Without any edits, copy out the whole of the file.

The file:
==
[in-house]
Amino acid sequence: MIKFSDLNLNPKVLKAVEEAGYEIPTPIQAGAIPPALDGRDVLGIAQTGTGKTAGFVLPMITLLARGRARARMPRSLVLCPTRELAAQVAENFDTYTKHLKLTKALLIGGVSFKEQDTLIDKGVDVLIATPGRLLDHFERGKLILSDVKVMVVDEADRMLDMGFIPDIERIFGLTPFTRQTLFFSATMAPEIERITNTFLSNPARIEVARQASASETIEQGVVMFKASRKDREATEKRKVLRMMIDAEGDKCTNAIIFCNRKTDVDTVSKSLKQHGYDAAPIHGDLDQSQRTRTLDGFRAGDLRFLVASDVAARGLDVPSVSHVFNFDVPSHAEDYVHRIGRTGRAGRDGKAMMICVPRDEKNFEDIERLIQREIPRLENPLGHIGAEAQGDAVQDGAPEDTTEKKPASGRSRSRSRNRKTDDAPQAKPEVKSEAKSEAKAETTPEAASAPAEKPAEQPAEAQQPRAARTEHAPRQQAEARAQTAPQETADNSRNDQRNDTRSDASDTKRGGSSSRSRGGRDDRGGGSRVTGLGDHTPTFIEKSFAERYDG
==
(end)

[in-house]
Amino acid sequence: MIKFSDLNLNPKVLKAVEEAGYEIPTPIQAGAIPPALDGRDVLGIAQTGTGKTAGFVLPMITLLARGRARARMPRSLVLCPTRELAAQVAENFDTYTKHLKLTKALLIGGVSFKEQDTLIDKGVDVLIATPGRLLDHFERGKLILSDVKVMVVDEADRMLDMGFIPDIERIFGLTPFTRQTLFFSATMAPEIERITNTFLSNPARIEVARQASASETIEQGVVMFKASRKDREATEKRKVLRMMIDAEGDKCTNAIIFCNRKTDVDTVSKSLKQHGYDAAPIHGDLDQSQRTRTLDGFRAGDLRFLVASDVAARGLDVPSVSHVFNFDVPSHAEDYVHRIGRTGRAGRDGKAMMICVPRDEKNFEDIERLIQREIPRLENPLGHIGAEAQGDAVQDGAPEDTTEKKPASGRSRSRSRNRKTDDAPQAKPEVKSEAKSEAKAETTPEAASAPAEKPAEQPAEAQQPRAARTEHAPRQQAEARAQTAPQETADNSRNDQRNDTRSDASDTKRGGSSSRSRGGRDDRGGGSRVTGLGDHTPTFIEKSFAERYDG